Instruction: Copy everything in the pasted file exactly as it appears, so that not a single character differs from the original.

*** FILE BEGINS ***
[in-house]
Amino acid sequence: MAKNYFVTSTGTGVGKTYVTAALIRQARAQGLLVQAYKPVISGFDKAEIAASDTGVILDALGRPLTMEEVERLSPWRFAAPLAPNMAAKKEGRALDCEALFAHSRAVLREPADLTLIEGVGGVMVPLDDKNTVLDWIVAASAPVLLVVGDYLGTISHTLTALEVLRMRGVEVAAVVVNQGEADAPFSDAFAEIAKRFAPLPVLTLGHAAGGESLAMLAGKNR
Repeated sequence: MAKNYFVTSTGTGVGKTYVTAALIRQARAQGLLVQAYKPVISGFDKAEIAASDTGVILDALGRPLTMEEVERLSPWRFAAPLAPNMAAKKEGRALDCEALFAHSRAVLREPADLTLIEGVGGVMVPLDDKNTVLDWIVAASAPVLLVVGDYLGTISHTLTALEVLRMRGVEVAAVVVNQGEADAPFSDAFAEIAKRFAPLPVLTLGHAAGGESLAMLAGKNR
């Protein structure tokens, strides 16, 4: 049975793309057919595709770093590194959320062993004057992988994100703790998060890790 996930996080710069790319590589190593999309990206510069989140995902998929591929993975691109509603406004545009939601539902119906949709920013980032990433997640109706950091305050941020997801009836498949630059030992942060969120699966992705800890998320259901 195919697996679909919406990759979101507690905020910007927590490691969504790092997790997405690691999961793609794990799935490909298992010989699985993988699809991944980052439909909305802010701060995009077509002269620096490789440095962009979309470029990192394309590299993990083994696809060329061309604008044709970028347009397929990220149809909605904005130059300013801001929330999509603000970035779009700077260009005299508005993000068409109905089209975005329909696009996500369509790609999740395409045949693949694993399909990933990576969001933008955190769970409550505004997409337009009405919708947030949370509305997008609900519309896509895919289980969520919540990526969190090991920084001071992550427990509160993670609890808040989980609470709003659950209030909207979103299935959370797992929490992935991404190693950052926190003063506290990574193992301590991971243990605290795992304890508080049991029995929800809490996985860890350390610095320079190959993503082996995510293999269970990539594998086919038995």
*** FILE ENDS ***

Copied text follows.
[in-house]
Amino acid sequence: MAKNYFVTSTGTGVGKTYVTAALIRQARAQGLLVQAYKPVISGFDKAEIAASDTGVILDALGRPLTMEEVERLSPWRFAAPLAPNMAAKKEGRALDCEALFAHSRAVLREPADLTLIEGVGGVMVPLDDKNTVLDWIVAASAPVLLVVGDYLGTISHTLTALEVLRMRGVEVAAVVVNQGEADAPFSDAFAEIAKRFAPLPVLTLGHAAGGESLAMLAGKNR
Repeated sequence: MAKNYFVTSTGTGVGKTYVTAALIRQARAQGLLVQAYKPVISGFDKAEIAASDTGVILDALGRPLTMEEVERLSPWRFAAPLAPNMAAKKEGRALDCEALFAHSRAVLREPADLTLIEGVGGVMVPLDDKNTVLDWIVAASAPVLLVVGDYLGTISHTLTALEVLRMRGVEVAAVVVNQGEADAPFSDAFAEIAKRFAPLPVLTLGHAAGGESLAMLAGKNR
């Protein structure tokens, strides 16, 4: 049975793309057919595709770093590194959320062993004057992988994100703790998060890790 996930996080710069790319590589190593999309990206510069989140995902998929591929993975691109509603406004545009939601539902119906949709920013980032990433997640109706950091305050941020997801009836498949630059030992942060969120699966992705800890998320259901 195919697996679909919406990759979101507690905020910007927590490691969504790092997790997405690691999961793609794990799935490909298992010989699985993988699809991944980052439909909305802010701060995009077509002269620096490789440095962009979309470029990192394309590299993990083994696809060329061309604008044709970028347009397929990220149809909605904005130059300013801001929330999509603000970035779009700077260009005299508005993000068409109905089209975005329909696009996500369509790609999740395409045949693949694993399909990933990576969001933008955190769970409550505004997409337009009405919708947030949370509305997008609900519309896509895919289980969520919540990526969190090991920084001071992550427990509160993670609890808040989980609470709003659950209030909207979103299935959370797992929490992935991404190693950052926190003063506290990574193992301590991971243990605290795992304890508080049991029995929800809490996985860890350390610095320079190959993503082996995510293999269970990539594998086919038995």